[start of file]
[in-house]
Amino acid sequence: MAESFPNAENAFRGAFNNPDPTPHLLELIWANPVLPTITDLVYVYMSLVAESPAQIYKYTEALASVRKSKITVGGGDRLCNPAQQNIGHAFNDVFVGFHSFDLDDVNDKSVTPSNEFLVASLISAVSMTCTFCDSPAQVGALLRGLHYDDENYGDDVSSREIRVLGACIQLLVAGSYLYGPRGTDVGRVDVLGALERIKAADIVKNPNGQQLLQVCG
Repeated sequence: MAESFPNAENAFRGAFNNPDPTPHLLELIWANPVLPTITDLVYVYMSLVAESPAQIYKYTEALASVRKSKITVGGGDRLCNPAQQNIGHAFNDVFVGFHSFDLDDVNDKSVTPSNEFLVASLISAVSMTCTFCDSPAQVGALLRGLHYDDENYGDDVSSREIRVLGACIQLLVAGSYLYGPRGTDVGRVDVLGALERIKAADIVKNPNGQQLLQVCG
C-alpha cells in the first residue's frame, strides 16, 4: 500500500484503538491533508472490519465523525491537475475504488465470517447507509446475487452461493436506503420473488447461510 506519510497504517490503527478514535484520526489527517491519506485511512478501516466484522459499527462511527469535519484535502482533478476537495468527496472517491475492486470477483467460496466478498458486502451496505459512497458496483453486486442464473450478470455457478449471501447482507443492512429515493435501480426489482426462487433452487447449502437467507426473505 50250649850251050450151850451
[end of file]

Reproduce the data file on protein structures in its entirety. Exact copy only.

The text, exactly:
[in-house]
Amino acid sequence: MAESFPNAENAFRGAFNNPDPTPHLLELIWANPVLPTITDLVYVYMSLVAESPAQIYKYTEALASVRKSKITVGGGDRLCNPAQQNIGHAFNDVFVGFHSFDLDDVNDKSVTPSNEFLVASLISAVSMTCTFCDSPAQVGALLRGLHYDDENYGDDVSSREIRVLGACIQLLVAGSYLYGPRGTDVGRVDVLGALERIKAADIVKNPNGQQLLQVCG
Repeated sequence: MAESFPNAENAFRGAFNNPDPTPHLLELIWANPVLPTITDLVYVYMSLVAESPAQIYKYTEALASVRKSKITVGGGDRLCNPAQQNIGHAFNDVFVGFHSFDLDDVNDKSVTPSNEFLVASLISAVSMTCTFCDSPAQVGALLRGLHYDDENYGDDVSSREIRVLGACIQLLVAGSYLYGPRGTDVGRVDVLGALERIKAADIVKNPNGQQLLQVCG
C-alpha cells in the first residue's frame, strides 16, 4: 500500500484503538491533508472490519465523525491537475475504488465470517447507509446475487452461493436506503420473488447461510 506519510497504517490503527478514535484520526489527517491519506485511512478501516466484522459499527462511527469535519484535502482533478476537495468527496472517491475492486470477483467460496466478498458486502451496505459512497458496483453486486442464473450478470455457478449471501447482507443492512429515493435501480426489482426462487433452487447449502437467507426473505 50250649850251050450151850451